Despite assurances by myself to the contrary back when I signed up for the
Florida Ironman, I bought myself a triathlon-specific bike a few weeks ago.
It is a Felt S32 with Shimano Dura Ace/105 and Felt TTR4 wheels.
For those of you who have no idea what that means, it’s an entry-level tri
bike. It’s pretty much the least expensive category of triathlon specific
bicycle out there. Most manufacturers have something similar. It’s also
white on red, so it matches my road bike, a Trek 1500T. No, color was not a
criterion for purchase.
Why did I spend the money on this bicycle? I had originally intended to put
aerobars on my Trek and ride that in the Ironman, figuring that I already
had a perfectly good race bike. This is still true, in that I now have
two perfectly good bikes, however I felt unsafe biking around town
with the Trek and a set of aerobars. The aerobars get in the way of the
grips at the top of the handlebars, making the bike less maneuverable in a
busy downtown traffic-filled setting. As I’m going to be putting in plenty
of time in the saddle in situations where quick reactions might be called
for, I decided that it was worth it to have two bikes, rather than
continuously mounting and de-mounting the aerobars on one.1
I’ve had the Felt out a few times so far and it feels a lot different than
the Trek. Honestly, the Trek feels better, but then its components are step
up from the Felt. The Felt is only a race-bike though, so as long as it
goes fast and straight, that’s good enough for me. Plus as time goes by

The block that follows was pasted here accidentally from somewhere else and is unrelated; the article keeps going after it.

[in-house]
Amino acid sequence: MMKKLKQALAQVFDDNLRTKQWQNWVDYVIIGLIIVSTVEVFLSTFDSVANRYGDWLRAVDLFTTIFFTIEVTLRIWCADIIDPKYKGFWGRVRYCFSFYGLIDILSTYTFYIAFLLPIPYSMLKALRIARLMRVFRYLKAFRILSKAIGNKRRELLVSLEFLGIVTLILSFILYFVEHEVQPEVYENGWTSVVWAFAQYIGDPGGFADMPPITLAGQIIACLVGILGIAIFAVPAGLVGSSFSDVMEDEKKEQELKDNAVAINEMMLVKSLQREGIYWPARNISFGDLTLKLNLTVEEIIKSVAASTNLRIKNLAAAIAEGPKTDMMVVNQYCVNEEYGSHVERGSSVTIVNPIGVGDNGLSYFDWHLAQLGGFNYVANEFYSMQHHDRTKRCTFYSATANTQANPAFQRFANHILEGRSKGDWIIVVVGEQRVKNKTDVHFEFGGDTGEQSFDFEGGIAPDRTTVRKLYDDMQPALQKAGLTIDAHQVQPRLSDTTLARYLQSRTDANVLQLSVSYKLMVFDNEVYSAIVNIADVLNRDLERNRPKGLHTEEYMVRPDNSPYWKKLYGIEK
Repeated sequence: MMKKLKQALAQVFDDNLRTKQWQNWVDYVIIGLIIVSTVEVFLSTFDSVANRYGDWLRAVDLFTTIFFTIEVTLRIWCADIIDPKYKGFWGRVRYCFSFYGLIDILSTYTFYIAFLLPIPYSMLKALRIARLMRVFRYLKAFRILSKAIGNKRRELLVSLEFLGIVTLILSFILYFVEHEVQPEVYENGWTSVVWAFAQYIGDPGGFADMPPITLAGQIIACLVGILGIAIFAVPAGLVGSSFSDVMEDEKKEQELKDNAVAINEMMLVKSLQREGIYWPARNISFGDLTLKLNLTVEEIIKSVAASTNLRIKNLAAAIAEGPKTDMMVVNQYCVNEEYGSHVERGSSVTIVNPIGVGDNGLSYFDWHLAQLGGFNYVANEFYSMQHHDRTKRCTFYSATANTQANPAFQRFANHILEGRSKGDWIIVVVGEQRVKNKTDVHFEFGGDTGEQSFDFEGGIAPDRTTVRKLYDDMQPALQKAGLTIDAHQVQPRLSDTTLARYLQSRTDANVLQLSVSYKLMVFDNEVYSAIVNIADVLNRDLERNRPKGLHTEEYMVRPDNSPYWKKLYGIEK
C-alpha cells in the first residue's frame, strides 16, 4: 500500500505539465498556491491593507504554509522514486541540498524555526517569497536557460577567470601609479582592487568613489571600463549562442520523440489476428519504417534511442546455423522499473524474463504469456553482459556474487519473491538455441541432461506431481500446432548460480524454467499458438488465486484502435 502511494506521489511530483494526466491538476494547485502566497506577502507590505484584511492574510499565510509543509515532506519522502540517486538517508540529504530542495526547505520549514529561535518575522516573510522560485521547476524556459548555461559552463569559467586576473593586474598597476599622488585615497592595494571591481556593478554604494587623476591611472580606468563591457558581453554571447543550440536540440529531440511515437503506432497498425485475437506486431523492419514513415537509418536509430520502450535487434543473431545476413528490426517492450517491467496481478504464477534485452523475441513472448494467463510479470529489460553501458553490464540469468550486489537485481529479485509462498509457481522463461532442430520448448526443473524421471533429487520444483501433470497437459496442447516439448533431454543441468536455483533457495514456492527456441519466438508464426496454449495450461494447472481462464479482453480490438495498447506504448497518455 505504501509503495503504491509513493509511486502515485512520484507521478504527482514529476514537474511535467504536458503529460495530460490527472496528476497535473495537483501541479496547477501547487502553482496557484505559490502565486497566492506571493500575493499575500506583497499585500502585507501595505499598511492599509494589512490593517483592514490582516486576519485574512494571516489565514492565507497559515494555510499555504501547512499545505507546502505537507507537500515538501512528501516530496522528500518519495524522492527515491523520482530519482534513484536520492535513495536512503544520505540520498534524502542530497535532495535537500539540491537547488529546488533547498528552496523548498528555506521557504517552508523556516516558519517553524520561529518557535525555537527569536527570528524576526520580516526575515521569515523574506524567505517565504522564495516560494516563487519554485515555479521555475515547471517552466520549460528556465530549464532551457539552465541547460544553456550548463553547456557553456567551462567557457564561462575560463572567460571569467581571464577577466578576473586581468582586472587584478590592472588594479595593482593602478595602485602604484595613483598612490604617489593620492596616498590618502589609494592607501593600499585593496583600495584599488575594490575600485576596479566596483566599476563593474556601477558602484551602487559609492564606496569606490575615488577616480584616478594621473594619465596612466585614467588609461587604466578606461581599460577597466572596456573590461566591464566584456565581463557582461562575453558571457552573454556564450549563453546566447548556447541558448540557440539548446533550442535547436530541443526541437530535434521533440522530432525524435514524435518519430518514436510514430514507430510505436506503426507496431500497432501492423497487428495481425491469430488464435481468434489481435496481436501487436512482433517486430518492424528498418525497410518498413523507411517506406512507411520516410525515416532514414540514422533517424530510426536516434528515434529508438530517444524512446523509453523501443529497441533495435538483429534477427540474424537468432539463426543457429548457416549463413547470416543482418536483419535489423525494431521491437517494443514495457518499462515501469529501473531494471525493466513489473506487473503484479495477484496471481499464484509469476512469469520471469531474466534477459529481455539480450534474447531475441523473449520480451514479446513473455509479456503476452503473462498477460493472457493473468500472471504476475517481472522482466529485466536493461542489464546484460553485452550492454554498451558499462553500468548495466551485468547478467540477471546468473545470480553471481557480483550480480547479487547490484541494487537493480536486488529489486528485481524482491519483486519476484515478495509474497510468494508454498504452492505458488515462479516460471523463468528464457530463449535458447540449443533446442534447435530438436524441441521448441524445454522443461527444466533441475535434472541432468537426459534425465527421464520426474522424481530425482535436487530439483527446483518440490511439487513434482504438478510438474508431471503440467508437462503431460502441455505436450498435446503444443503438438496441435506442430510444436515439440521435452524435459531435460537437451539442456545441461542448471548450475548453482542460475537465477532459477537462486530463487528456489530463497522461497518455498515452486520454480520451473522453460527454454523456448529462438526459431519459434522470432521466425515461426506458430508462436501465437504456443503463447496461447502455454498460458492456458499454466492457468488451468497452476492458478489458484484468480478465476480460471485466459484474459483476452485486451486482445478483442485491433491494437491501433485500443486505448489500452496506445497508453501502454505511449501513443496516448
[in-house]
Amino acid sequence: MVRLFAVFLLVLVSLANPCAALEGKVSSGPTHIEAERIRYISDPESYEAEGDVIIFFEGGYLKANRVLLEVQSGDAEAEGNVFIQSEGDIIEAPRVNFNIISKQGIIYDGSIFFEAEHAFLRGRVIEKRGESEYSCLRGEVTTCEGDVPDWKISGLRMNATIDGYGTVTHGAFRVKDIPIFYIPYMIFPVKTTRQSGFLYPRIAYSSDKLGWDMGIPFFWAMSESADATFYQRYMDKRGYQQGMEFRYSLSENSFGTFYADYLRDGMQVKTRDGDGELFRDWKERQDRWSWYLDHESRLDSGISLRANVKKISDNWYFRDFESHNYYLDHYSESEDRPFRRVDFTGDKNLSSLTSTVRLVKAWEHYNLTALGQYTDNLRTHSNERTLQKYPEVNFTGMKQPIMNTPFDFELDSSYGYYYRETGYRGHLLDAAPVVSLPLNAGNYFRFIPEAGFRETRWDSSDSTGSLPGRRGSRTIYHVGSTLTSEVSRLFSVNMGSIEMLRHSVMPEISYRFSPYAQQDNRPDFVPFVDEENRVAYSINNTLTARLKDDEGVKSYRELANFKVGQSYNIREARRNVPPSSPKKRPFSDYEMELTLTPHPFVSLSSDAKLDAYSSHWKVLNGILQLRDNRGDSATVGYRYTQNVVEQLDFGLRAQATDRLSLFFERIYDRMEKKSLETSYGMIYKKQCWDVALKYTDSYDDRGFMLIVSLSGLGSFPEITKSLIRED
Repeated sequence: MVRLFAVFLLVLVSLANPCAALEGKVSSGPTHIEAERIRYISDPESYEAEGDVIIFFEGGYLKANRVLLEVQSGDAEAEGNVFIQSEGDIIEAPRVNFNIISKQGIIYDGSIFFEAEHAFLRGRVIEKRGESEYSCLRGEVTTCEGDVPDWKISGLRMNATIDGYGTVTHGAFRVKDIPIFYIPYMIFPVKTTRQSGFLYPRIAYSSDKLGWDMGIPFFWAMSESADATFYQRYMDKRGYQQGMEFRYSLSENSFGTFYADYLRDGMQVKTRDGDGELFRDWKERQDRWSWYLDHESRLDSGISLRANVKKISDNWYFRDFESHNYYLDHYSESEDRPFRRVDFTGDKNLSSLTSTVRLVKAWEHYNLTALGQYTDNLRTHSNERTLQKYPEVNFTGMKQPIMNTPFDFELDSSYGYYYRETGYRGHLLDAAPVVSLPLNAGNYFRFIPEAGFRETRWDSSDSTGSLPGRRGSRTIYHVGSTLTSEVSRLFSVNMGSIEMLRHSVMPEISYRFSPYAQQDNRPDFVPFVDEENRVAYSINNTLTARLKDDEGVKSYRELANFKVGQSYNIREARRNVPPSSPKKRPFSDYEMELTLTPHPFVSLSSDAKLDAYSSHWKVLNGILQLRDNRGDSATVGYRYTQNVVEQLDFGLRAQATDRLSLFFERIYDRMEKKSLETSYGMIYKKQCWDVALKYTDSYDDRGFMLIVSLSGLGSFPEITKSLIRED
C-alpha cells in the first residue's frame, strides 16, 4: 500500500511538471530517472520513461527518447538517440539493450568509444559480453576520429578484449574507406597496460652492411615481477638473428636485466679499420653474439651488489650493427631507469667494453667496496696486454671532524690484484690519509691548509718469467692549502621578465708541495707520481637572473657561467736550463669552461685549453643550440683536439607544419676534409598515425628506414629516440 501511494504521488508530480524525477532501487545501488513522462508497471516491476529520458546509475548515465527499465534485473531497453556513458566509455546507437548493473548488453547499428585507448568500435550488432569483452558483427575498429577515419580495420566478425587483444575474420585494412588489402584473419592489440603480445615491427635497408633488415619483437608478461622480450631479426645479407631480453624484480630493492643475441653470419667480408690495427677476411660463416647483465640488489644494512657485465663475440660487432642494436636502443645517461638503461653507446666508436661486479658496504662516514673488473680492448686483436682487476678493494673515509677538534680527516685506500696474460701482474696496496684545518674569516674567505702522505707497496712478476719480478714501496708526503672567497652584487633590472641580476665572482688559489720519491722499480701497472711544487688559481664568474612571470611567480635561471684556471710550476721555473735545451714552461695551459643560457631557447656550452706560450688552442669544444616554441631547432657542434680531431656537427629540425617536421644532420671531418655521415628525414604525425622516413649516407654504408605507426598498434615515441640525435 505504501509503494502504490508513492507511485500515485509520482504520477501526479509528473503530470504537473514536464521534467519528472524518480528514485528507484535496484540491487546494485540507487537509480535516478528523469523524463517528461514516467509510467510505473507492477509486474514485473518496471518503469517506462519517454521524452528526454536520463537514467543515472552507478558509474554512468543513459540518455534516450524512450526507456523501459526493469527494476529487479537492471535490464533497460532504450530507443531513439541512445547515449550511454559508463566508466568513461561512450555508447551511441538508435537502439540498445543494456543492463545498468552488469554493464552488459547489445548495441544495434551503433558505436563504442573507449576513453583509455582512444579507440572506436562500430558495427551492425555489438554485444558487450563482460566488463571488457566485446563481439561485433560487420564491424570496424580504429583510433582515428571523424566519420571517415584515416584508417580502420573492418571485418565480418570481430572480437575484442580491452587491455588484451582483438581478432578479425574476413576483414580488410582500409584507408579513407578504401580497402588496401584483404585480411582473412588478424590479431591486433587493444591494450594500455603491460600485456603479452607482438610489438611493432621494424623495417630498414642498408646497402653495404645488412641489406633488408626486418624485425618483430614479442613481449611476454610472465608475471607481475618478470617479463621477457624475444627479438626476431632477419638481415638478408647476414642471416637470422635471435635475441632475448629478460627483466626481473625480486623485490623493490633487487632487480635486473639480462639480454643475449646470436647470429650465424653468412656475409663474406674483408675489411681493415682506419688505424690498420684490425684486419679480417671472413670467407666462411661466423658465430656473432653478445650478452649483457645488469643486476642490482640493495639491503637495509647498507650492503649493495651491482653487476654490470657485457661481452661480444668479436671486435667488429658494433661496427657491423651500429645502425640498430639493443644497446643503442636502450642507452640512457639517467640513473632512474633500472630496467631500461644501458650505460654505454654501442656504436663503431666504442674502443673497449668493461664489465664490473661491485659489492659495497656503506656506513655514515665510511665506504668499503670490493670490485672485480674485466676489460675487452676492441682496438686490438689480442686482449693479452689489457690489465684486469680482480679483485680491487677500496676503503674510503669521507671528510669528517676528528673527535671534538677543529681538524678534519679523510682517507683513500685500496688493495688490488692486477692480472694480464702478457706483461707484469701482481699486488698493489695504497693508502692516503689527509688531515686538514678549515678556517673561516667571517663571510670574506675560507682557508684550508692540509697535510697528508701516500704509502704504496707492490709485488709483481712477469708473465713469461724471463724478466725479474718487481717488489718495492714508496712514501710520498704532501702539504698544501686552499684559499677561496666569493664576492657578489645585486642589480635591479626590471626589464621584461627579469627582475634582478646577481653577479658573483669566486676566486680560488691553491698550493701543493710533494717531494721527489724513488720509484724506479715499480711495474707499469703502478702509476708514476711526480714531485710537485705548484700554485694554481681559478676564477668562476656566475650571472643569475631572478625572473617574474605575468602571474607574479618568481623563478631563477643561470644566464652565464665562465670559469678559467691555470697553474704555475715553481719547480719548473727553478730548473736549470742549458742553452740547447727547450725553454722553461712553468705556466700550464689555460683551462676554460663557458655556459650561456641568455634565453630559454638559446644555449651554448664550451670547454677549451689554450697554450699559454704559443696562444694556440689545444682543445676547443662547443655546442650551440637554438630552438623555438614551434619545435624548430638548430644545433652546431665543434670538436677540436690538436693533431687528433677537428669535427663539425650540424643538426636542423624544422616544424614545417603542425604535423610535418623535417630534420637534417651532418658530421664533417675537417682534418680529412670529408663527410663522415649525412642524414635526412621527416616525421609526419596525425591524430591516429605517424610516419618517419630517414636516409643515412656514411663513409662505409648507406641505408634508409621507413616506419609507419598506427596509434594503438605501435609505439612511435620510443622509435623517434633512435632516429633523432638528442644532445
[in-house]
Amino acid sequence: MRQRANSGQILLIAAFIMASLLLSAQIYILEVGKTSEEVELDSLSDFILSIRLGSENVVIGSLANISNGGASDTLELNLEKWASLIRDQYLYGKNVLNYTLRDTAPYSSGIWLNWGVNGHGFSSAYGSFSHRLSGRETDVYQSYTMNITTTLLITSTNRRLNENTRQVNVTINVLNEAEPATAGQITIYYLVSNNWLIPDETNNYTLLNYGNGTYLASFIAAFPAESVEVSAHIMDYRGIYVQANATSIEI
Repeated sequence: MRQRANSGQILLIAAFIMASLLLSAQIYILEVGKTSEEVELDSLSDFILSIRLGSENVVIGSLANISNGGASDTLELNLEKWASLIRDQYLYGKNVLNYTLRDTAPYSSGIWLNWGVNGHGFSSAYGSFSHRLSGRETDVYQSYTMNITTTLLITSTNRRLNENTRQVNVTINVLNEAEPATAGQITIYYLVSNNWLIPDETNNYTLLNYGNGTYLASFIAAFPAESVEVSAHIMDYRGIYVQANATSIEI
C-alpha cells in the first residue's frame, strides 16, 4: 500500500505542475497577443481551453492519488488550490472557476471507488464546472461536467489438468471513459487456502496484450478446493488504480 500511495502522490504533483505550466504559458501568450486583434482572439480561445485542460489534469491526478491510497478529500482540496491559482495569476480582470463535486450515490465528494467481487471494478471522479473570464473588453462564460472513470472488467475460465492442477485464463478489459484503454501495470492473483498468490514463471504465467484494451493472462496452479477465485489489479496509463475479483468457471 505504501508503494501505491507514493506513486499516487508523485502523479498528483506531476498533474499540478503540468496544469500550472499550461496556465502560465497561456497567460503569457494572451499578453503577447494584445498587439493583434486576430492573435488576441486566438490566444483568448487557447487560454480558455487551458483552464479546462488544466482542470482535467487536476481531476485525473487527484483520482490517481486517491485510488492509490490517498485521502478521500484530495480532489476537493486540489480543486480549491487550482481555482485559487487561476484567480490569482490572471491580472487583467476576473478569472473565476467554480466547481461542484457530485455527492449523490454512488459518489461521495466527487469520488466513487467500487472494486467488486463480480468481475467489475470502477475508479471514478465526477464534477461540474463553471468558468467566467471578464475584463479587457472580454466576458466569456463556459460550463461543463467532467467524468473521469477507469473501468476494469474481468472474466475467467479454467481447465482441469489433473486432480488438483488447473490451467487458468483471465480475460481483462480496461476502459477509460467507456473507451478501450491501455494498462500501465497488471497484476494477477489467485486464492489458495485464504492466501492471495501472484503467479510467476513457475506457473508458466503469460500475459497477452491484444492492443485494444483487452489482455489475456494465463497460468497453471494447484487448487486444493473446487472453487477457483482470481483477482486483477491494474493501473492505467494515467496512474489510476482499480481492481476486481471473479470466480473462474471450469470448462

(not this year) I’ll upgrade things in a piecemeal way.
Some people ask what the point is to a triathlon specific bicycle when a
road bike seems to do all the same things. This is an excellent question
with an easy answer: A tri bike is designed and constructed around the
aerobars. The intention is for the rider to spend the majority of time in
the aero position, reclined forward on her forearms in a fashion that
reduces aerodynamic drag. This puts you farther forward on the frame than is
normal on road bikes, and most road bikes can’t really manage a “proper”
aero position for triathlon due to their frame design. Of course the
“proper” position is something that a lot of age-groupers can’t do anyway
because it requires training and muscle acclimatization (I’m not there yet).
Anecdotally, I’ve heard that if you don’t spend 80% or more of your race
time in the aero position, than there’s really no aerodynamic benefit in
making the upgrade to a tri bike.2 As I plan to spend that
amount of time or more during the Ironman (~6 hours on the bike!) this was
another good reason to get a tri-specific bicycle.
My Trek saw probably its last triathlon (ridden by me) at the Callaway
Sprint a few weeks ago. The Felt will see its first race this weekend at
the Chattanooga Riverfront Triathlon, an Olympic distance race. I’m sure it
will do well.
1: Anybody want to buy a very lightly used set of Profile Design
2: I would pedantically dispute this claim given that
any time spent in an aerodynamically improved position will
decrease your total bike time, but there is a cost-ineffectiveness argument
if you’re deciding whether or not to purchase a bike on this basis. If
you’re not going to use the aerobars, spend the money on a good road bike.